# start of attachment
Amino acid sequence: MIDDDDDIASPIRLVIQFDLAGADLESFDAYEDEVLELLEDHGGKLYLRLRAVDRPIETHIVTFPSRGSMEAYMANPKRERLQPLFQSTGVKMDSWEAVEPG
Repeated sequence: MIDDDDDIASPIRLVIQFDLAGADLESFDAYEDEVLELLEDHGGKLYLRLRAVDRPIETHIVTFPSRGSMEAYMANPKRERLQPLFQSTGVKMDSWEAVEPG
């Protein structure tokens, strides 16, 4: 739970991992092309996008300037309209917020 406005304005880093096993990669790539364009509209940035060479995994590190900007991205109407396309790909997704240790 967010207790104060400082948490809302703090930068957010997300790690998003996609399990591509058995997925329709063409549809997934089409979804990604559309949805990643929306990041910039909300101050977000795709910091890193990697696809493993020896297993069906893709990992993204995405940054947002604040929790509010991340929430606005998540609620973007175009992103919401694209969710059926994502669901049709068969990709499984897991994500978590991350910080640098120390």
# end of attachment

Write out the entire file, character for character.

Amino acid sequence: MIDDDDDIASPIRLVIQFDLAGADLESFDAYEDEVLELLEDHGGKLYLRLRAVDRPIETHIVTFPSRGSMEAYMANPKRERLQPLFQSTGVKMDSWEAVEPG
Repeated sequence: MIDDDDDIASPIRLVIQFDLAGADLESFDAYEDEVLELLEDHGGKLYLRLRAVDRPIETHIVTFPSRGSMEAYMANPKRERLQPLFQSTGVKMDSWEAVEPG
């Protein structure tokens, strides 16, 4: 739970991992092309996008300037309209917020 406005304005880093096993990669790539364009509209940035060479995994590190900007991205109407396309790909997704240790 967010207790104060400082948490809302703090930068957010997300790690998003996609399990591509058995997925329709063409549809997934089409979804990604559309949805990643929306990041910039909300101050977000795709910091890193990697696809493993020896297993069906893709990992993204995405940054947002604040929790509010991340929430606005998540609620973007175009992103919401694209969710059926994502669901049709068969990709499984897991994500978590991350910080640098120390």